“Political will” is often said to be the sine qua non of a successful anticorruption policy (click here, here, and here for some examples), yet the term remains, as Linn Hammergren complained almost two decades ago, one of “the slipperiest concepts in the policy lexicon.” Derick Brinkerhoff tried to pin down what those advising on anticorruption meant by it in a 2010 U4 policy brief. He concluded that most used the term to refer to some combination of commitment by controlling corruption by top-level political leaders together with the ability to do something about it.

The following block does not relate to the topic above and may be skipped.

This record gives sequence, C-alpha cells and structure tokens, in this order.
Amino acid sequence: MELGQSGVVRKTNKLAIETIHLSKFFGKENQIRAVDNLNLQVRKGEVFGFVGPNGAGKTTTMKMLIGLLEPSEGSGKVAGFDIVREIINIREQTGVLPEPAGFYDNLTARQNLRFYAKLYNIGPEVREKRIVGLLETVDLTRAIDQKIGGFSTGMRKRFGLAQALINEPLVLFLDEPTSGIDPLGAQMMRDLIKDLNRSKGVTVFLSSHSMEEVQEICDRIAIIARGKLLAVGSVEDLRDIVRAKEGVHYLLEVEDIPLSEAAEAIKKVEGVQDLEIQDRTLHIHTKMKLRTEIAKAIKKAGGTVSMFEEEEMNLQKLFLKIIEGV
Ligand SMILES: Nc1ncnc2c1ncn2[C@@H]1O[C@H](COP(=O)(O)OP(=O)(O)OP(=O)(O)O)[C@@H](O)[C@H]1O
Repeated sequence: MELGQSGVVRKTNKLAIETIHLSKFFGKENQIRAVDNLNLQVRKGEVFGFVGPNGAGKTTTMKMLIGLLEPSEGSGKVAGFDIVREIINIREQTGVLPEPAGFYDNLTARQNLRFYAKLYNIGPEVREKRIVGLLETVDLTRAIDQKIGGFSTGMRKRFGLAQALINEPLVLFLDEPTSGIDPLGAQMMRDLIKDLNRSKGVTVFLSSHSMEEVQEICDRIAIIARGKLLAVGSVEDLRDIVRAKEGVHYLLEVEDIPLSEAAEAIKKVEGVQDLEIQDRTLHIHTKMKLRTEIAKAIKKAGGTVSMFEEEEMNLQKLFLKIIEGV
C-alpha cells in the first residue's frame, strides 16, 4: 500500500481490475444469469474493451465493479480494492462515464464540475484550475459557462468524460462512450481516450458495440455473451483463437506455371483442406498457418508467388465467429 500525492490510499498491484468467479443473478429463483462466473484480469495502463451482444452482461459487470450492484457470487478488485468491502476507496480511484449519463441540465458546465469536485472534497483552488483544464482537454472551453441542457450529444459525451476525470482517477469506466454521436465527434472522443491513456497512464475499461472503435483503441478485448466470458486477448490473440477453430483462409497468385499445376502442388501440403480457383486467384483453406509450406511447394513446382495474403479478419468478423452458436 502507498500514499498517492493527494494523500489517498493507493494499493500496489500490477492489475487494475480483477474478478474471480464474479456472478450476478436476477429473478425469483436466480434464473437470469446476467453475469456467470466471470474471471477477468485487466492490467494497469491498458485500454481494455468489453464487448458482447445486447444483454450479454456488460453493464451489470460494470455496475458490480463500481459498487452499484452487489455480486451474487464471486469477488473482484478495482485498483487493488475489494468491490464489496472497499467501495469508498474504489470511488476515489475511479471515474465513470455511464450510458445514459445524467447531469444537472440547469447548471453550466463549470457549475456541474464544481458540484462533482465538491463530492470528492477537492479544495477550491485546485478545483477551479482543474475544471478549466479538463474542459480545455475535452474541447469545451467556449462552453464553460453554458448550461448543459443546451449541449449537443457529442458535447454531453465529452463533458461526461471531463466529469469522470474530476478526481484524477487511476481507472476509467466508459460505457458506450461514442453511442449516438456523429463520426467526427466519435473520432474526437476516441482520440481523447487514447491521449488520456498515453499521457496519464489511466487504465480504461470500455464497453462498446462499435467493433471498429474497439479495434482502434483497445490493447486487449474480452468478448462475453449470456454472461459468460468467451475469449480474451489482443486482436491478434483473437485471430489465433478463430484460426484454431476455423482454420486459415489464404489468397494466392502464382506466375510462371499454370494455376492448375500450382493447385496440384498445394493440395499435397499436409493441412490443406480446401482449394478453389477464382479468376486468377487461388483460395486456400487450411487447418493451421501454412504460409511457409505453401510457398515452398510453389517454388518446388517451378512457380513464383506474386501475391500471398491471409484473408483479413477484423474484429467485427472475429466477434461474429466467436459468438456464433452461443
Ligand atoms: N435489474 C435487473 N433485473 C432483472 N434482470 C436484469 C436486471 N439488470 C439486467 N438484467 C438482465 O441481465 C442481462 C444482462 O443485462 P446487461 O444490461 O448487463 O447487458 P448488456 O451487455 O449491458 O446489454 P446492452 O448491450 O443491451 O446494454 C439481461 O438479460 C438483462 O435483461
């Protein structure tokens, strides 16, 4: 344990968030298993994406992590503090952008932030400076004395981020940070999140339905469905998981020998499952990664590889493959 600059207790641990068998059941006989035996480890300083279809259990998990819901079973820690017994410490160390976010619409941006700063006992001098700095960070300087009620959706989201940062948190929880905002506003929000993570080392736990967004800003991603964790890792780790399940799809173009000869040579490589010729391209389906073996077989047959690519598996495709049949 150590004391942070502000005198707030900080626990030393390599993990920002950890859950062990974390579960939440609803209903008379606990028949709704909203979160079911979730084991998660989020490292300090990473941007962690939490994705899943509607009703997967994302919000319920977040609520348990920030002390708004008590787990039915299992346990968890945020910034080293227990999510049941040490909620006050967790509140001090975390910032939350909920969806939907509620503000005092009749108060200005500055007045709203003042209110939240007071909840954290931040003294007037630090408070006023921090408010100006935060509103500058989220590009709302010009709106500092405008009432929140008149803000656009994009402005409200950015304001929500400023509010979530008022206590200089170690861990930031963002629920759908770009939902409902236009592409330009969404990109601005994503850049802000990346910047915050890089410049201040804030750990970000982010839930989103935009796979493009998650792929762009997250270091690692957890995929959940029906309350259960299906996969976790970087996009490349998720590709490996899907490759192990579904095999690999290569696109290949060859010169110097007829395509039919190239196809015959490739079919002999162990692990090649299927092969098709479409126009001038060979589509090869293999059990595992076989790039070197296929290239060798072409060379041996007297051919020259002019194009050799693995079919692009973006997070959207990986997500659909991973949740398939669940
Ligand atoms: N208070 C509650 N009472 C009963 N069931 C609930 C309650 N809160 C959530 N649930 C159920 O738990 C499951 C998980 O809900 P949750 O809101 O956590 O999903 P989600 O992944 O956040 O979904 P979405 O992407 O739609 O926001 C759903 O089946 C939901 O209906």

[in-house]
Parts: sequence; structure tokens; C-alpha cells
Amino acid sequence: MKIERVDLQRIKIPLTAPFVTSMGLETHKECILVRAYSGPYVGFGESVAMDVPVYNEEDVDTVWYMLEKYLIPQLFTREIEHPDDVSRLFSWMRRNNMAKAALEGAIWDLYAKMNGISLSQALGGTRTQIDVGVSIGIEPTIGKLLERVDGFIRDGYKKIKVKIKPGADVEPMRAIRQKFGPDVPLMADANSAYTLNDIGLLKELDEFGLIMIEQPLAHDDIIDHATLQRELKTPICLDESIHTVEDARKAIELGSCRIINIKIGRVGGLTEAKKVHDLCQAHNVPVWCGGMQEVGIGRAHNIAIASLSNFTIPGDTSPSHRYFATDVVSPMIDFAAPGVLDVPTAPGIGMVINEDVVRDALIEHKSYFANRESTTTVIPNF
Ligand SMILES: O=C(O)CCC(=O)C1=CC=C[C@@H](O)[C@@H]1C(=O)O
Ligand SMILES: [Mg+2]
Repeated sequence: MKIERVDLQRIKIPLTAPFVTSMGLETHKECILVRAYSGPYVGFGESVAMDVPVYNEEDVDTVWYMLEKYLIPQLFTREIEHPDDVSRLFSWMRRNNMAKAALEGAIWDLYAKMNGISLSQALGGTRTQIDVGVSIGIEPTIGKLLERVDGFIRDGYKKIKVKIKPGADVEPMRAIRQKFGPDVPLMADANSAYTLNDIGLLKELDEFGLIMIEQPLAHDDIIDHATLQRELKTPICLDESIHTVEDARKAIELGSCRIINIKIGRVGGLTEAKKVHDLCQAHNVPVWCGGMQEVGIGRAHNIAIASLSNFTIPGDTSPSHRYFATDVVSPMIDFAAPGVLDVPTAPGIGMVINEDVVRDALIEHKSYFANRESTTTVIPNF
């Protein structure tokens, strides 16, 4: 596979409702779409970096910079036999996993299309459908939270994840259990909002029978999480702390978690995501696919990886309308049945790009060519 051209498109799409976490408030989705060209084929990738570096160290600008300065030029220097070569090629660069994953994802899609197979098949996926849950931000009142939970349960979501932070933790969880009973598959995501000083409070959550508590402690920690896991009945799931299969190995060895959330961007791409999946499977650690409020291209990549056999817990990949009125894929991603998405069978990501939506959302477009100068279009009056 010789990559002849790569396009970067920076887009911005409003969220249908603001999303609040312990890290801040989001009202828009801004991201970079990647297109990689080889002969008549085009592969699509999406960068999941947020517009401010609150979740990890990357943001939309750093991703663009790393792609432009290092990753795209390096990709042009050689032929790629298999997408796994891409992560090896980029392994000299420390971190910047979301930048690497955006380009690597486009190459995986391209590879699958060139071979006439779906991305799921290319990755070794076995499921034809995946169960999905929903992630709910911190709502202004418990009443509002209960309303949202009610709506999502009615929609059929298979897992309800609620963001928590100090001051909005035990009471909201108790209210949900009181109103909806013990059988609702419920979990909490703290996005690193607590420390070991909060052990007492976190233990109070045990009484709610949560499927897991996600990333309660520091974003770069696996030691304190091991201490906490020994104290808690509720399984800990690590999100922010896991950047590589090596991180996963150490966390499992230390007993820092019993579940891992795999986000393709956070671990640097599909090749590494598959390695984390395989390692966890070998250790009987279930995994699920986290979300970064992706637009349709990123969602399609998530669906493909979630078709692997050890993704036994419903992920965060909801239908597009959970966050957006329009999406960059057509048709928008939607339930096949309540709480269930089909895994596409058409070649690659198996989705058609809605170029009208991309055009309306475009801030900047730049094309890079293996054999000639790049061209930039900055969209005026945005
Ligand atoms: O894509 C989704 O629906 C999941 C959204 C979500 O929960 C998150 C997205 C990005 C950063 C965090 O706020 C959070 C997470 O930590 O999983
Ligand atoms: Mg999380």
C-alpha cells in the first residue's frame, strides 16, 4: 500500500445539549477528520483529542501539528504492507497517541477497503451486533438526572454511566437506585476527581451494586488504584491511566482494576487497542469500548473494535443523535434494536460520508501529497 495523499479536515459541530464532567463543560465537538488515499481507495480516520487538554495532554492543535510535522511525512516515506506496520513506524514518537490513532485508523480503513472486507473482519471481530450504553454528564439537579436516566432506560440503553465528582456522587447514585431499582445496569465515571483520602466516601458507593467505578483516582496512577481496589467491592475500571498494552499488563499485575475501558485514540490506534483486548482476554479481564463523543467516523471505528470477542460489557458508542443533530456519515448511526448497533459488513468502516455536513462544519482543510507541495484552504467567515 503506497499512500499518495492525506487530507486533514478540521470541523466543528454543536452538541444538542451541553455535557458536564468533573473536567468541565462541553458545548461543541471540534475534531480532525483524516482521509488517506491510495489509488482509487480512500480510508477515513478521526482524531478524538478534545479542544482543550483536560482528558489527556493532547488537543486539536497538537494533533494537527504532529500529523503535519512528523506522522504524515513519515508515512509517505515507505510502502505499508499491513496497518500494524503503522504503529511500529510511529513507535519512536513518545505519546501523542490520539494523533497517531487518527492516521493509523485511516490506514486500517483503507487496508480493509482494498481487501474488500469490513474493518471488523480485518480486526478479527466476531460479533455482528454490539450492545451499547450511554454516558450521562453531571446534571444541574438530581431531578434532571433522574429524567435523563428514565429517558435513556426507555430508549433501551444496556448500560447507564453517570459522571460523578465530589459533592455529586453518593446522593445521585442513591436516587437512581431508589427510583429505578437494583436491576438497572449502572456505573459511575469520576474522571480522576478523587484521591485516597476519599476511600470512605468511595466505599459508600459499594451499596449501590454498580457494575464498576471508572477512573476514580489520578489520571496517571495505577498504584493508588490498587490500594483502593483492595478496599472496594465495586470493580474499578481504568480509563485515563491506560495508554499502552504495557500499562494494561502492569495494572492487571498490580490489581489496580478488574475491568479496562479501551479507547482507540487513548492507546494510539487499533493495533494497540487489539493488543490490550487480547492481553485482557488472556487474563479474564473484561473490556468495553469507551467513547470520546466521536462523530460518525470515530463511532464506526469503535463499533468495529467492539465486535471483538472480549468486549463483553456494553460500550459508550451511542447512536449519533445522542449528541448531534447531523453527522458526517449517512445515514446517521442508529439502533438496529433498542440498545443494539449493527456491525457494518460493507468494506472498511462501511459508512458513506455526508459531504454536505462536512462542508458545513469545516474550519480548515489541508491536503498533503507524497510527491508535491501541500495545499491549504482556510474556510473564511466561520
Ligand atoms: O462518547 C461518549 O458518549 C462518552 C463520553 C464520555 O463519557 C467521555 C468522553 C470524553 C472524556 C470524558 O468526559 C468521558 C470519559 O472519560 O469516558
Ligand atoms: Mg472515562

While a reasonable definition, a moment’s reflection will show that advising developing countries that to fight corruption they must have political will is empty advice. If a country’s leadership had the commitment to deal with corruption and the tools for doing so, it wouldn’t need advice on what to do, it would be in the heat of the battle. The reason most countries remain on the sidelines is that their leaders lack the necessary commitment and capacity. So telling developing countries that a successful anticorruption effort begins with political will assumes away the problem.
What would help is advice on how to create the commitment and ability to fight corruption. Continue reading